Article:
Peak(s):  Missouri Mountain  -  14,071 feet
Mt. Belford  -  14,202 feet
Date Posted:  02/17/2022
Date Climbed:   03/11/2016
Author:  SnowAlien
 Missouri & Belford winter ski descents   

Missouri & Belford winter ski descents

Routes: Main NF couloir on Missouri and SW face on Belford

Date: 03.11.16
Partner: Jon Kedrowski for Belford
Trailhead: Missouri Gulch

Dr Jon was in the middle of his "Ski the 14ers" project, and since I was looking at the same peaks, we were bound to run into each other. I missed him by a day on Culebra a month prior. We messaged back and forth and I knew he was going to ski Missouri/Oxford/Belford that day with a very early start. Since I only needed Missouri, I decided to start at a more reasonable hour - an hour or two behind him. Missouri was a holdover from 2013, when I hiked Huron, but still didn't realize the summer TH access to Missouri was a rare thing in an average winter. A few seasons passed with close monitoring of the road conditions, when I finally saw an update that the trailhead was accessible. With stable avalanche conditions (green below the treeline, and yellow above), the standard route also became a viable option. The approach was a cruiser due to the pre-existing trench refreshed by Dr Jon and I was making great time. I was also very curious as to what route he was going to ski, as I haven't seen any prior reports on doing the north couloirs in winter outside of an absolute epic of late Mrwaffles989. Even variations of a summer route have only been done in low snow years (2012 & 2018), as NW ridge from Rockdale was considered a standard winter route. With yellow avalanche conditions and solo, I proceeded with caution. After the Elkhead pass sign, all other tracks petered out except for the freshly laid skintrack.

Missouri comes into view
Elkhead pass turnoff
Follow the white rabbit

Halfway up the ridge on skintrack, I looked left - and what did I see? Dr Jon skiing one of the north face couloirs. I was impressed and even jealous - yellow conditions above the treeline, solo, early March and sending the spring line. Darn, I need to up my game! Up to this moment, I didn't think skiing a north face couloir was even an option, and fully intended on just descending the standard route. Besides, I had already skied Missouri in great conditions back in spring of 2013. So instead of leaving my skis on the ridge as planned, I decided to carry them all the way to the summit and see what's up. I could see Dr Jon tracks down the Main couloir and the snow looked great. Could I do it? Should I do it? I didn't really need to ski Missouri because I had already skied this couloir in spring. But the snow looked great, and I didn't see any red flags on the skin up, so I dropped in. The skiing was great indeed.

Dr Jon skiing
Not a very good zoom
Summit ridge
Missouri summit

The dirty little secret of winter 14er skiing is that most peaks are unskiable above 13k until spring. It's just too windy and snow blows away, exposes rocks, becomes sastrugi or crust. Some people (myself included) tried skiing high peaks in winter, but in most cases it's just not worth hauling that extra weight for the poor quality ski descent (not to mention serious avalanche hazard). I count only 2 out 59 peaks as skied in winter from the summit (under rather improbable snow conditions, I could see the number going up maybe to 10 peaks). For the duration of the winter 14er project, I simply considered my backcountry skis as glorified snowshoes and didn't concentrate on ski descents and lines, just the summits. Missouri was one of those legit ski descents. The powder was a little dense and wind affected, but skiing glorious, and the turns were enjoyable. I skied down quickly, mainly to get away from the potential avalanche hazard.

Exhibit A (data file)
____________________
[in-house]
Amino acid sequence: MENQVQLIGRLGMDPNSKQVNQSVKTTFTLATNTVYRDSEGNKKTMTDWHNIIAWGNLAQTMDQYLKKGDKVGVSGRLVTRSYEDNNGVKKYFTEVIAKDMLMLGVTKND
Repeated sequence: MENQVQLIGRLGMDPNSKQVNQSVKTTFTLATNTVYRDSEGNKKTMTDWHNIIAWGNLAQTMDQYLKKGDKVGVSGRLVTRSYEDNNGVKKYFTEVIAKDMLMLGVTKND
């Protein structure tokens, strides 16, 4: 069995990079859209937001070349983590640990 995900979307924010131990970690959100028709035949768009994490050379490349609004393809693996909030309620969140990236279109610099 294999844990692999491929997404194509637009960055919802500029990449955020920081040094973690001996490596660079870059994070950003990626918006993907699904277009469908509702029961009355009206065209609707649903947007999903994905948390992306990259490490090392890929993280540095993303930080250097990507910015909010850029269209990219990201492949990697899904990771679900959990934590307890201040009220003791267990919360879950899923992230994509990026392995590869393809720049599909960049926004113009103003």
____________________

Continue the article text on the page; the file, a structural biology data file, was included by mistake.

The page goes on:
Dr Jon's turns off the summit
Tracks down the couloir
Did my best to figure 8 Dr Jon tracks
North face tracks

The day was still young, I was feeling great and got motivated for more skiing. I really enjoyed skiing Belford's NW gully the prior spring and was up for a repeat. I quickly transitioned back to the skin mode and hoofed it to the Belford summit. Just below the summit I spotted Dr Jon coming back from the ridge with Oxford. Oxford looked dry and unskiable to me, but it appeared that Dr Jon simply skied the ribbon of snow towards the saddle with Belford - which doesn't constitute a ski descent based on Lou Dawson standards. For reference, Dawson skied the West face of Oxford. I reached Belford summit first and waited for Dr Jon to arrive. We exchanged introductions and went to look at NW gully - sadly, it didn't connect to the summit at all, and the downclimb of several hundred feet on dry ground was required to reach the snow. So we skied the SW face into Missouri gulch, connecting patches of snow. NW gully, when in condition, is definitely a better ski descent.

SW face of Belford (ski descent)
Ribbon of snow on Oxford
Dr Jon arrives for his 3rd summit of the day
Dr Jon skiing

The following day I woke up to CAIC downgrading the avy danger to "green" in the Sawatch. Skiing Missouri was a good call!

Comments or Questions
Cool report
02/17/2022 18:19
With wonderful photographs. I always enjoy reading about your adventures.

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